California to Expand Innovative Adult Sickle Cell Disease Clinics Statewide
LOS ANGELES, Nov. 25, 2019 /PRNewswire/ —
Today California advanced care for people with sickle cell disease (SCD) by launching a new initiative to establish a network of clinics for adults with SCD statewide, expanding services for those impacted by this chronic, debilitating disease.
The launch marks the grand opening of a new clinic site at the MLK Jr. Outpatient Center in Los Angeles. The Los Angeles County Board of Supervisors named the new clinic after Jeffrey Smith, the son of Gil Smith, Founding Mayor of the City of Carson, who died from SCD complications in 1982 at the age of 23. These milestones come three years after the Los Angeles County Department of Health Services first opened the adult SCD clinic at MLK Jr. Outpatient Center in Los Angeles, with its partners the Sickle Cell Disease Foundation (SCDF) and the Center for Inherited Blood Disorders (CIBD).
Now with a commitment of $15 million, Californians across the state with SCD will finally receive the quality health care they deserve.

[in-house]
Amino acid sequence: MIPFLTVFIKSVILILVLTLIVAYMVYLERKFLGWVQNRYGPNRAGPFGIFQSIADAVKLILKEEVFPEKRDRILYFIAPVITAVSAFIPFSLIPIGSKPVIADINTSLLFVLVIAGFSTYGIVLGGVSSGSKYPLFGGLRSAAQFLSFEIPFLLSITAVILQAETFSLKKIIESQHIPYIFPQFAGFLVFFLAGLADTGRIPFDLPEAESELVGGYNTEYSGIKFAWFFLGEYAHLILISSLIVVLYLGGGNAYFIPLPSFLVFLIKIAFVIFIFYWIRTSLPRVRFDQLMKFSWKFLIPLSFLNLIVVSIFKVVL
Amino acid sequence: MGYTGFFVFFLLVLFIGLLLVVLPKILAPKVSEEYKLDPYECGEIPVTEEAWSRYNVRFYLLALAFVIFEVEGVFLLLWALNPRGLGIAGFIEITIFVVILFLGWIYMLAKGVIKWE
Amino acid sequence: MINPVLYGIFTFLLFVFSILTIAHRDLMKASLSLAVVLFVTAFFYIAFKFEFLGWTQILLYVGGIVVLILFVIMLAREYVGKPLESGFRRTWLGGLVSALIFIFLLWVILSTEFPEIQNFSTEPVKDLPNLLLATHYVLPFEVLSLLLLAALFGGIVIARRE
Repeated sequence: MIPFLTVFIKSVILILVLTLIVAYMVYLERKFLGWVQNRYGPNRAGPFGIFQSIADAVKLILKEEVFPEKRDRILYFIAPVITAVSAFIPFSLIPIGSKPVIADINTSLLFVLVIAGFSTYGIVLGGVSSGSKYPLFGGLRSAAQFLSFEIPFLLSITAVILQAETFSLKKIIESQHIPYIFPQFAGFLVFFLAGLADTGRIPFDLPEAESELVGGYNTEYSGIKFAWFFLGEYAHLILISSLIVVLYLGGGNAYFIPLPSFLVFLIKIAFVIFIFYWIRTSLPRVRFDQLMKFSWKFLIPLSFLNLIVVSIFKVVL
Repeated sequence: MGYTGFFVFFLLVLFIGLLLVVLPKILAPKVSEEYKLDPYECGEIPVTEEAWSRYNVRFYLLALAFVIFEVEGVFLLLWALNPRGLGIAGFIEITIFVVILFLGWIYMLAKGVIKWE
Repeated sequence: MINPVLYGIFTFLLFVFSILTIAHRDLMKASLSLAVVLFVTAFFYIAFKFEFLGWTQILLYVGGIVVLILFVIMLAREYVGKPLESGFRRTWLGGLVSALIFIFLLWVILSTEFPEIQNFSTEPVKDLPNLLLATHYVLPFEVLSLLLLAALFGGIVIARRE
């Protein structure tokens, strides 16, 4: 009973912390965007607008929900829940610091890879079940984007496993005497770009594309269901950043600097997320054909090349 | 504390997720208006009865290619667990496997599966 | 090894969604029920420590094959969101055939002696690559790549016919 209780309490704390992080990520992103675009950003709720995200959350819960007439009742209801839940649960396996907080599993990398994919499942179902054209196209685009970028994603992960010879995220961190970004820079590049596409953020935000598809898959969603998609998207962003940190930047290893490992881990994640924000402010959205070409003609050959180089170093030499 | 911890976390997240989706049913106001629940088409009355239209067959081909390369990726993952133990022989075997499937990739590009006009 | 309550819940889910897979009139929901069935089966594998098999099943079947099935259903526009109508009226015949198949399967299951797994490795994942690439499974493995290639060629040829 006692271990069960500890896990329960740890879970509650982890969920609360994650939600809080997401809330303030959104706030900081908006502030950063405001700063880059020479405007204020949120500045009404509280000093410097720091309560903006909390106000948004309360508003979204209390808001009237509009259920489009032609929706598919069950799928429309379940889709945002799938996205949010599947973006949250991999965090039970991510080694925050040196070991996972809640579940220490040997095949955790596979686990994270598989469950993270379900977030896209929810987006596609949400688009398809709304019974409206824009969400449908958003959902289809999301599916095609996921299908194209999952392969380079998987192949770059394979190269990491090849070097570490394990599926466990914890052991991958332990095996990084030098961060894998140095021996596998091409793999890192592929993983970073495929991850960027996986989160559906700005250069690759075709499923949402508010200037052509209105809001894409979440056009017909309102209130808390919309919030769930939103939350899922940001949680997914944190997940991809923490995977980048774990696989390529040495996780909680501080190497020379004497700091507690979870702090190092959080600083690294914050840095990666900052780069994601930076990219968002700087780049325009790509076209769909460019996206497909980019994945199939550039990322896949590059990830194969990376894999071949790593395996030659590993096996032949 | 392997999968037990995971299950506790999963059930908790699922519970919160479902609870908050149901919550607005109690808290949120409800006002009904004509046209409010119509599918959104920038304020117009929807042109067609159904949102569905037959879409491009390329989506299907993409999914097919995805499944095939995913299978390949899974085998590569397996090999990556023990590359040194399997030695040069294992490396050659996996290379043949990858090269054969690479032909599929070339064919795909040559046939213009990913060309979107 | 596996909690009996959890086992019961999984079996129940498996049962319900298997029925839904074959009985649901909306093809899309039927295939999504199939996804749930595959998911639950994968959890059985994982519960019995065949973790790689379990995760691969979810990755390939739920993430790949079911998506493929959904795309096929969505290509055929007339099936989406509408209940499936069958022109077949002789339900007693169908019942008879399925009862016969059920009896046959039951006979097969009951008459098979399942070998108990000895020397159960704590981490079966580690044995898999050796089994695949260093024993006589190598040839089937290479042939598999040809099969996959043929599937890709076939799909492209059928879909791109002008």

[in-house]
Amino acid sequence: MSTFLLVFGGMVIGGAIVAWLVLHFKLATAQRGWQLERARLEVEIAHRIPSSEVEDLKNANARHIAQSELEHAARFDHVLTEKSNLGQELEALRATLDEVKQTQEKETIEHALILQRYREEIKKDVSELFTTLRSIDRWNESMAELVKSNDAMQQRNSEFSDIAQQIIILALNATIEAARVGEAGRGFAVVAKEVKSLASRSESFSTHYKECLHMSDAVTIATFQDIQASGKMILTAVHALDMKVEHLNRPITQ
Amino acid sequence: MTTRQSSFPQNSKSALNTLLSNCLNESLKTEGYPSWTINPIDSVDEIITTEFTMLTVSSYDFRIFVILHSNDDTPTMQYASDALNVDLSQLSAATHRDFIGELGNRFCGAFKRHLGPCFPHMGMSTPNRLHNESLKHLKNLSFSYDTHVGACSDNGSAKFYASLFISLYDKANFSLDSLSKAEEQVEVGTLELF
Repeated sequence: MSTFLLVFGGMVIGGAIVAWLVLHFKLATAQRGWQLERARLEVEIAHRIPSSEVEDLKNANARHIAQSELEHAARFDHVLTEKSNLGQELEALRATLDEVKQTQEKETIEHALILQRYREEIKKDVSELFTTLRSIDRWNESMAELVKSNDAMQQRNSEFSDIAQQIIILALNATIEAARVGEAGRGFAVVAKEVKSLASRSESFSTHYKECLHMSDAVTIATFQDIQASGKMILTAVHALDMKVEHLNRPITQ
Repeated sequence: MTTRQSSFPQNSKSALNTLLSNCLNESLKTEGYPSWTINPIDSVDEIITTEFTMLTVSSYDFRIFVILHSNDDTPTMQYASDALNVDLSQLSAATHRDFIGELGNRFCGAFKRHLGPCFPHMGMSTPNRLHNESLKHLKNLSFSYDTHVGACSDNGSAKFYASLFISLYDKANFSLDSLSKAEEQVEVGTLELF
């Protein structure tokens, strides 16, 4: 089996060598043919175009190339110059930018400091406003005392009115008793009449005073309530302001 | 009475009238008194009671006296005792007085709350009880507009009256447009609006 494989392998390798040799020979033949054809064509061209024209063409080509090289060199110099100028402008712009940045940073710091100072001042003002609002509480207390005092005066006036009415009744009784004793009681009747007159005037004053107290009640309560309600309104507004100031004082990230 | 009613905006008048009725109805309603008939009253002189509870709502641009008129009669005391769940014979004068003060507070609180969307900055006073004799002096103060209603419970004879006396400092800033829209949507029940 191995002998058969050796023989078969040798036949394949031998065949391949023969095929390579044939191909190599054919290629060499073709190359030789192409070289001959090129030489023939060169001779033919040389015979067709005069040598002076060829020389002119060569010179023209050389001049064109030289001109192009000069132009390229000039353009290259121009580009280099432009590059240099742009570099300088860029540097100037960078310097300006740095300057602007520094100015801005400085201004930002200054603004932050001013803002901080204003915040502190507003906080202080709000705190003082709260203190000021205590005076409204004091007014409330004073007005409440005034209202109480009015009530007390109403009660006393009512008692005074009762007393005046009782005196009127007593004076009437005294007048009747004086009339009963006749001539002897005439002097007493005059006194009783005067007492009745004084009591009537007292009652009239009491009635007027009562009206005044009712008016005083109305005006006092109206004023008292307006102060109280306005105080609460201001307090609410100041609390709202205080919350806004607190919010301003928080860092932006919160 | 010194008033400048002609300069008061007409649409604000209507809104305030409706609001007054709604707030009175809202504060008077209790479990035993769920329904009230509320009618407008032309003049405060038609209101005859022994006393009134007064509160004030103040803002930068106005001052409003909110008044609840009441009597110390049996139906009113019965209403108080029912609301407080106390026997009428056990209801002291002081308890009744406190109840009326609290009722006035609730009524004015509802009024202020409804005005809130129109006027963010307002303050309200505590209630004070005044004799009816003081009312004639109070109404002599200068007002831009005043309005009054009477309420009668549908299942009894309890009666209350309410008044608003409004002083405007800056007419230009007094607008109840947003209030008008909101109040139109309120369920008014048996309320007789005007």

“We have waited too long to address the poor health outcomes and premature deaths suffered by individuals with Sickle Cell Disease in California,” said Diane Nugent, MD, president and medical director of the Center for Inherited Blood Disorders. “In the United States, life expectancy for individuals with Sickle Cell Disease is 61 years. In the United Kingdom, it’s 70 years. In the state of California, it’s a shocking 43 years. The program made possible by this funding due to the leadership of Assemblymember Gipson will give new hope to and extend the lives of our vulnerable and underserved Californians who suffer from this terrible disease.”
For the first time in California’s history, the governor committed $15 million statewide for sickle cell adult treatment programs statewide. In addition, this program will help train clinicians to quickly recognize and properly treat the many complications faced by adults with this complex and debilitating disorder so they can receive the best care possible. Decades of inadequate funding for California adults living with SCD resulted in this underserved community dying at younger ages and at higher rates. Californians with SCD have higher incidents of emergency room visits and hospitalizations than patients in other states. This program marks the first time California has provided significant funding for SCD, which is the world’s most common genetic disease affecting approximately 100,000 in the U.S. alone.